A C-17 Globemaster III sits on a flightline at Buckley Air Force Base in Colorado.

Oct 12 2020

Air Force Pushes Ahead on Network as a Service

The service branch is continuing to modernize its approach to networking via its Enterprise IT as a Service initiative.

The Air Force has been the leading military component behind the concept of Enterprise IT as a Service, which farms out day-to-day IT operations to commercial providers so that service members can focus on more mission-critical IT tasks.

Despite the coronavirus pandemic, the Air Force has continued to push ahead on the initiative, specifically around network services. Maj. Gen. Kevin Kennedy, the Air Force’s assistant deputy CIO for digital transformation, recently indicated the service branch is accelerating its Network as a Service program.

On May 29, the Air Force approved “both Offutt Air Force Base and Buckley Air Force Base to go from a 10 percent capacity on their Network as a Service programs up toward 100 percent capacity,” Kennedy tells Federal News Network.

Air Force Sorts Through Cultural Shifts in IT 

The Air Force is currently trying to sort through both how the shift to NaaS will affect its culture and how it will work with the private sector on the project. The Air Force is working with AT&T and Microsoft on the Network as a Service element of EITaaS, which is designed to bring a broadband infrastructure of 100 gigabits per second to its bases.

“The other part is there is a stakeholder engagement piece that we needed to really focus on between industry and the base level airmen that are working toward this new way of information technology, as well as at the headquarters level in the major command level to make sure that all of the stakeholders across the environment, understand what we’re trying to do,” Kennedy says.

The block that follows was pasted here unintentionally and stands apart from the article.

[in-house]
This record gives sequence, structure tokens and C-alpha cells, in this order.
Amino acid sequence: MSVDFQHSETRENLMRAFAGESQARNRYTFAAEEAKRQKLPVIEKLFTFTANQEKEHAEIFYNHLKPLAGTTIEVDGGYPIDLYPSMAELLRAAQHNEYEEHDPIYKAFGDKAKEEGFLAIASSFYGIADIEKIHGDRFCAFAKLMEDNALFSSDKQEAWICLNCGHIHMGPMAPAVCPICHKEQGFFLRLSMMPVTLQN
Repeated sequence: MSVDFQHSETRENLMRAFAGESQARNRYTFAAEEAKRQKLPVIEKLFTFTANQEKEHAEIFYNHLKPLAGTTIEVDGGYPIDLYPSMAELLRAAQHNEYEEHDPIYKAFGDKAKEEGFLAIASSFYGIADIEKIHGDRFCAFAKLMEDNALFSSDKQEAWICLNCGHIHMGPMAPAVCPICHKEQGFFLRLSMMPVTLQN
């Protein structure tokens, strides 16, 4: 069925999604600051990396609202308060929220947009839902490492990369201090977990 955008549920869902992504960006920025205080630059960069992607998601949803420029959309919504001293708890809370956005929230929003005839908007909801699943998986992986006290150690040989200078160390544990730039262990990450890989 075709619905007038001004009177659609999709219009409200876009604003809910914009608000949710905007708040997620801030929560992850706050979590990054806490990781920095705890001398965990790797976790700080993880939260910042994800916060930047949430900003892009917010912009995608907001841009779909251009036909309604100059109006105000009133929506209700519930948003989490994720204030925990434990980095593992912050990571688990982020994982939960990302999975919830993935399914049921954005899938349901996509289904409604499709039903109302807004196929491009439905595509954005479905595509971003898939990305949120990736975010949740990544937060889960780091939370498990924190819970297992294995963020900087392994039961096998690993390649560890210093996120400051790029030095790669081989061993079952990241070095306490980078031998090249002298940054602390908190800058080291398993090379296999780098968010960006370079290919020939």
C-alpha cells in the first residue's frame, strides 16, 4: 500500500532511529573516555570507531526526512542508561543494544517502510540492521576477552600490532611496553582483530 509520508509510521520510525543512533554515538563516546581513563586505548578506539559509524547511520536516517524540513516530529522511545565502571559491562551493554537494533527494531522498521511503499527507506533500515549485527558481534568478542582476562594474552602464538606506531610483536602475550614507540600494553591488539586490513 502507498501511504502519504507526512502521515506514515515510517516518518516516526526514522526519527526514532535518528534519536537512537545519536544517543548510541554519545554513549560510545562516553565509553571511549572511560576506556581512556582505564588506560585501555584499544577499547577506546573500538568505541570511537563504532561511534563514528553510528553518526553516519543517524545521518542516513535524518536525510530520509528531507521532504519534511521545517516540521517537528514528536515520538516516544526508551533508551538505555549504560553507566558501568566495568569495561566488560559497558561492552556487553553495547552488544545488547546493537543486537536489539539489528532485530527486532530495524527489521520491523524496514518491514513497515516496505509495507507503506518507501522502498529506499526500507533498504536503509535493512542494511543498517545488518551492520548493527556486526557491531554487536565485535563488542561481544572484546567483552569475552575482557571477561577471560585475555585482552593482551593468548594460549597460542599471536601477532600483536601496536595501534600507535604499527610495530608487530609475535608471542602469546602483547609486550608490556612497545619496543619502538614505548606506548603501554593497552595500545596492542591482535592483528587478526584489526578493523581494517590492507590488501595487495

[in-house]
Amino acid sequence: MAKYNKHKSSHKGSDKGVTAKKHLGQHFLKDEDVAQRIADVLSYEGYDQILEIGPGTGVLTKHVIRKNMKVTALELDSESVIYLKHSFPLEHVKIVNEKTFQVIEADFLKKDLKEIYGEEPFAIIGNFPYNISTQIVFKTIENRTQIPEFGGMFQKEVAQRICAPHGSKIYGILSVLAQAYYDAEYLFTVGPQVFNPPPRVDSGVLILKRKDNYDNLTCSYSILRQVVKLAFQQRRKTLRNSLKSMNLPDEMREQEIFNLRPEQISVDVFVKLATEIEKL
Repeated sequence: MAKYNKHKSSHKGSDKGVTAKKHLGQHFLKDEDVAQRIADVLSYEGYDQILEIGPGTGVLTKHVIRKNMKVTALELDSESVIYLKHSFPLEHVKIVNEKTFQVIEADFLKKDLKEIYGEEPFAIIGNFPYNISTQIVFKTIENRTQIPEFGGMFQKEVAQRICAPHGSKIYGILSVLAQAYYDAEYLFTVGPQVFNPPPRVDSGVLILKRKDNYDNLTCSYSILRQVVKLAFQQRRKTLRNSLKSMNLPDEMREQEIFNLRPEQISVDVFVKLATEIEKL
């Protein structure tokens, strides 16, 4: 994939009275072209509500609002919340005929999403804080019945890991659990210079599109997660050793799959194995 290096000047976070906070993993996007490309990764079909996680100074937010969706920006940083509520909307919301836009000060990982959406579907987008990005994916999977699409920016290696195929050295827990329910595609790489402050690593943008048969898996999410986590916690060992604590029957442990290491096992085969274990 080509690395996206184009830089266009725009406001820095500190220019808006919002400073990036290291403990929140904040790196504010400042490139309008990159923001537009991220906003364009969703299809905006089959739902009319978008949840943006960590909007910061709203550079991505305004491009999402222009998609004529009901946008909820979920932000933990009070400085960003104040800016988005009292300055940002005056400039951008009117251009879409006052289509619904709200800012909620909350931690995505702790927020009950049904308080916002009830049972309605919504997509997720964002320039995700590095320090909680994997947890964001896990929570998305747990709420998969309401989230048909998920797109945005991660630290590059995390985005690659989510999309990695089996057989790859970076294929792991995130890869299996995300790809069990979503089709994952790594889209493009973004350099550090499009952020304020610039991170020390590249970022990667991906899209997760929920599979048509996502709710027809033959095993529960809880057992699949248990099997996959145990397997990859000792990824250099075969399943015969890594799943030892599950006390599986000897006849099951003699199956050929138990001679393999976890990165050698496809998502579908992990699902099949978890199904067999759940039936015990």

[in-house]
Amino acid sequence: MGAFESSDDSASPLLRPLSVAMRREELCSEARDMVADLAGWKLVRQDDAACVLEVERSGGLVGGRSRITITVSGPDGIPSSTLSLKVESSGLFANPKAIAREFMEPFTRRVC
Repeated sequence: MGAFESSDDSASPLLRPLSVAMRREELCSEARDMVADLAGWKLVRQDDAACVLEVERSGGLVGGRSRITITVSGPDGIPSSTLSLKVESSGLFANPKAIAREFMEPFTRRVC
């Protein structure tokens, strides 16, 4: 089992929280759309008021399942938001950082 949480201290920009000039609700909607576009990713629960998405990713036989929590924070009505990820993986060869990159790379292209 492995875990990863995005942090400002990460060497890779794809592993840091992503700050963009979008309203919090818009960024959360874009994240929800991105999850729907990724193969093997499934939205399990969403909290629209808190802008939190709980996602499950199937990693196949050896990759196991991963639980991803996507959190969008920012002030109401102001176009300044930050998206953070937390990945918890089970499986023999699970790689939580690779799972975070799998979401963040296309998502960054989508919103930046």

Ultimately, the Air Force is looking to “provide services at an enterprise level and cost and resource them there, where previously it may have been the requirement of the major commands to do that,” Kennedy tells Federal News Network.

The two Air Force bases that ramped up their use of NaaS are doing so in an attempt to reshape how they use VPN technology, which has become critical with so many users working remotely during the pandemic.

The Air Force is almost entirely using Office 365 tools for collaboration, which is a prime application to test the NaaS approach to both network access and security, according to Kennedy. 

“We are looking to see if we’re leveraging their networks, their cloud access points, the different internet access points, versus the ones on the DoD Information Network (DoDIN) transactional paths to see if there’s a difference,” he says. “We want to make sure that we’re comfortable with the security on that path as we’re transitioning along.”

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Military Branches Share IT Networking Lessons

While a shift to the cloud does enable less capital-intensive IT, Kennedy does not see EITaaS as primarily a cost-saving initiative. Instead, the Air Force is focusing on improving the capabilities, speed and resilience of its IT infrastructure and building more modern capabilities in general, according to Federal News Network.

The Air Force is teaming with the Army and sharing lessons learned about its use of EITaaS with the wider Defense Department.

For example, the Air Force has integrated Army personnel into its program office, Kennedy says, and the Air Force has a dedicated official at Defense Information Systems Agency headquarters to share lessons with the DOD. 

Airman 1st Class Michael Mathews/U.S. Air Force